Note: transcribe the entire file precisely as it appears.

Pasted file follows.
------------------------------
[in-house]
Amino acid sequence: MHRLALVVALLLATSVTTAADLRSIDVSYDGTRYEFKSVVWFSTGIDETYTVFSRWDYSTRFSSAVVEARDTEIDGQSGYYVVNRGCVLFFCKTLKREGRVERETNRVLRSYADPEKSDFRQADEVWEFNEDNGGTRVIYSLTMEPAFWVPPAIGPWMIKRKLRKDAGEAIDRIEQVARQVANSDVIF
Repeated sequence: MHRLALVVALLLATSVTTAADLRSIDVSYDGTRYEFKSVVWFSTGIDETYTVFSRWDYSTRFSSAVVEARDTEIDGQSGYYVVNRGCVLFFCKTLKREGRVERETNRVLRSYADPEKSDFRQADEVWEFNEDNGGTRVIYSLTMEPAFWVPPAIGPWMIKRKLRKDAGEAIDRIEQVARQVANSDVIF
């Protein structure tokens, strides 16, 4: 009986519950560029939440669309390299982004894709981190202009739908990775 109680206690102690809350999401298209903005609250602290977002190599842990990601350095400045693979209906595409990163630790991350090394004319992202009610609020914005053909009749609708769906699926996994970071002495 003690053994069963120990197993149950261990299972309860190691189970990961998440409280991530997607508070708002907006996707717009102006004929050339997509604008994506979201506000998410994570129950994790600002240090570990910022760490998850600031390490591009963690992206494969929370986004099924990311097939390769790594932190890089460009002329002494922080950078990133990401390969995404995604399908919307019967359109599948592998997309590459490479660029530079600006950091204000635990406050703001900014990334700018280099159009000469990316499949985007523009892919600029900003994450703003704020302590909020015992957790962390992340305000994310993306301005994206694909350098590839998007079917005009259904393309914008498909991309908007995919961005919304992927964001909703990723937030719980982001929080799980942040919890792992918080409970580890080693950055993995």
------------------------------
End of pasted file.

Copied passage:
[in-house]
Amino acid sequence: MHRLALVVALLLATSVTTAADLRSIDVSYDGTRYEFKSVVWFSTGIDETYTVFSRWDYSTRFSSAVVEARDTEIDGQSGYYVVNRGCVLFFCKTLKREGRVERETNRVLRSYADPEKSDFRQADEVWEFNEDNGGTRVIYSLTMEPAFWVPPAIGPWMIKRKLRKDAGEAIDRIEQVARQVANSDVIF
Repeated sequence: MHRLALVVALLLATSVTTAADLRSIDVSYDGTRYEFKSVVWFSTGIDETYTVFSRWDYSTRFSSAVVEARDTEIDGQSGYYVVNRGCVLFFCKTLKREGRVERETNRVLRSYADPEKSDFRQADEVWEFNEDNGGTRVIYSLTMEPAFWVPPAIGPWMIKRKLRKDAGEAIDRIEQVARQVANSDVIF
């Protein structure tokens, strides 16, 4: 009986519950560029939440669309390299982004894709981190202009739908990775 109680206690102690809350999401298209903005609250602290977002190599842990990601350095400045693979209906595409990163630790991350090394004319992202009610609020914005053909009749609708769906699926996994970071002495 003690053994069963120990197993149950261990299972309860190691189970990961998440409280991530997607508070708002907006996707717009102006004929050339997509604008994506979201506000998410994570129950994790600002240090570990910022760490998850600031390490591009963690992206494969929370986004099924990311097939390769790594932190890089460009002329002494922080950078990133990401390969995404995604399908919307019967359109599948592998997309590459490479660029530079600006950091204000635990406050703001900014990334700018280099159009000469990316499949985007523009892919600029900003994450703003704020302590909020015992957790962390992340305000994310993306301005994206694909350098590839998007079917005009259904393309914008498909991309908007995919961005919304992927964001909703990723937030719980982001929080799980942040919890792992918080409970580890080693950055993995």